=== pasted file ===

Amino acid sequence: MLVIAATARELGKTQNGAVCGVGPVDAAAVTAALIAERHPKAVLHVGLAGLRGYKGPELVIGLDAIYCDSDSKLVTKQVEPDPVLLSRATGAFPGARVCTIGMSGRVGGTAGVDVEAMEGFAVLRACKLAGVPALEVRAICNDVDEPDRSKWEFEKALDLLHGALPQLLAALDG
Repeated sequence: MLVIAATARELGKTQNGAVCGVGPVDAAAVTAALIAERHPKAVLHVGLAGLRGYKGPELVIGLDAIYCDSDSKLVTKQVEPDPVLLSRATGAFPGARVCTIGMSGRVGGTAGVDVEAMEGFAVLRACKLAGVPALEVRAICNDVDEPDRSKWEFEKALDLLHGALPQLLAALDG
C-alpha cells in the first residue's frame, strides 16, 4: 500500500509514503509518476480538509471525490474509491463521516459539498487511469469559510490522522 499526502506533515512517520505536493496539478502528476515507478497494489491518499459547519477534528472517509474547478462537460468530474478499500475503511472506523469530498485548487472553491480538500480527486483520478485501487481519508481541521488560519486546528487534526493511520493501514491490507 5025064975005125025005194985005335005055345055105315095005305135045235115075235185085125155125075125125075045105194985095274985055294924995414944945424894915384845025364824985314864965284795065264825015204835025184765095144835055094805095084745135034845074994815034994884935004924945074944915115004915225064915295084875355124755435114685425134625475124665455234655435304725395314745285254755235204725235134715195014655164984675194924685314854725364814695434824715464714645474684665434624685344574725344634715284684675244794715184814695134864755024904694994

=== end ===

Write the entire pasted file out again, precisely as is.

Amino acid sequence: MLVIAATARELGKTQNGAVCGVGPVDAAAVTAALIAERHPKAVLHVGLAGLRGYKGPELVIGLDAIYCDSDSKLVTKQVEPDPVLLSRATGAFPGARVCTIGMSGRVGGTAGVDVEAMEGFAVLRACKLAGVPALEVRAICNDVDEPDRSKWEFEKALDLLHGALPQLLAALDG
Repeated sequence: MLVIAATARELGKTQNGAVCGVGPVDAAAVTAALIAERHPKAVLHVGLAGLRGYKGPELVIGLDAIYCDSDSKLVTKQVEPDPVLLSRATGAFPGARVCTIGMSGRVGGTAGVDVEAMEGFAVLRACKLAGVPALEVRAICNDVDEPDRSKWEFEKALDLLHGALPQLLAALDG
C-alpha cells in the first residue's frame, strides 16, 4: 500500500509514503509518476480538509471525490474509491463521516459539498487511469469559510490522522 499526502506533515512517520505536493496539478502528476515507478497494489491518499459547519477534528472517509474547478462537460468530474478499500475503511472506523469530498485548487472553491480538500480527486483520478485501487481519508481541521488560519486546528487534526493511520493501514491490507 5025064975005125025005194985005335005055345055105315095005305135045235115075235185085125155125075125125075045105194985095274985055294924995414944945424894915384845025364824985314864965284795065264825015204835025184765095144835055094805095084745135034845074994815034994884935004924945074944915115004915225064915295084875355124755435114685425134625475124665455234655435304725395314745285254755235204725235134715195014655164984675194924685314854725364814695434824715464714645474684665434624685344574725344634715284684675244794715184814695134864755024904694994